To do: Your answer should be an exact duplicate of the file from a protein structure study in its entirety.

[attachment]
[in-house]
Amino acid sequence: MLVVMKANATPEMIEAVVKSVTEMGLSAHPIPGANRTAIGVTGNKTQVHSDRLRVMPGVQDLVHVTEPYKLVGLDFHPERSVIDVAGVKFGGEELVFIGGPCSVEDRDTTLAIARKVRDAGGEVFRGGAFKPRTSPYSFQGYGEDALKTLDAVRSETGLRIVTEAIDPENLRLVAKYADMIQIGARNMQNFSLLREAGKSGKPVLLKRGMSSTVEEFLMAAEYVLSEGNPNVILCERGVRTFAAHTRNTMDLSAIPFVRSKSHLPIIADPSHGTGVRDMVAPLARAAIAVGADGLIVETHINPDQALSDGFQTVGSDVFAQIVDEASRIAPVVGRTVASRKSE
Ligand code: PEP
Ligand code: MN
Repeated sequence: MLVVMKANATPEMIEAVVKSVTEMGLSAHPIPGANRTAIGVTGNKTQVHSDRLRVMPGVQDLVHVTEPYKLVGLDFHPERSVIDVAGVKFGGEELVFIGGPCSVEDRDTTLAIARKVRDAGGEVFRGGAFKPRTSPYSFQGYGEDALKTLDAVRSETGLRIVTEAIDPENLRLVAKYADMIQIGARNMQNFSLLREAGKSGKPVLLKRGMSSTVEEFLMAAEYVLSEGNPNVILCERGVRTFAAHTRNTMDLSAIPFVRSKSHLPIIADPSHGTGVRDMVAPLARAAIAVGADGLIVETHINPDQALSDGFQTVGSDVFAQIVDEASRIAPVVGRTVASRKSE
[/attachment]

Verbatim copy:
[in-house]
Amino acid sequence: MLVVMKANATPEMIEAVVKSVTEMGLSAHPIPGANRTAIGVTGNKTQVHSDRLRVMPGVQDLVHVTEPYKLVGLDFHPERSVIDVAGVKFGGEELVFIGGPCSVEDRDTTLAIARKVRDAGGEVFRGGAFKPRTSPYSFQGYGEDALKTLDAVRSETGLRIVTEAIDPENLRLVAKYADMIQIGARNMQNFSLLREAGKSGKPVLLKRGMSSTVEEFLMAAEYVLSEGNPNVILCERGVRTFAAHTRNTMDLSAIPFVRSKSHLPIIADPSHGTGVRDMVAPLARAAIAVGADGLIVETHINPDQALSDGFQTVGSDVFAQIVDEASRIAPVVGRTVASRKSE
Ligand code: PEP
Ligand code: MN
Repeated sequence: MLVVMKANATPEMIEAVVKSVTEMGLSAHPIPGANRTAIGVTGNKTQVHSDRLRVMPGVQDLVHVTEPYKLVGLDFHPERSVIDVAGVKFGGEELVFIGGPCSVEDRDTTLAIARKVRDAGGEVFRGGAFKPRTSPYSFQGYGEDALKTLDAVRSETGLRIVTEAIDPENLRLVAKYADMIQIGARNMQNFSLLREAGKSGKPVLLKRGMSSTVEEFLMAAEYVLSEGNPNVILCERGVRTFAAHTRNTMDLSAIPFVRSKSHLPIIADPSHGTGVRDMVAPLARAAIAVGADGLIVETHINPDQALSDGFQTVGSDVFAQIVDEASRIAPVVGRTVASRKSE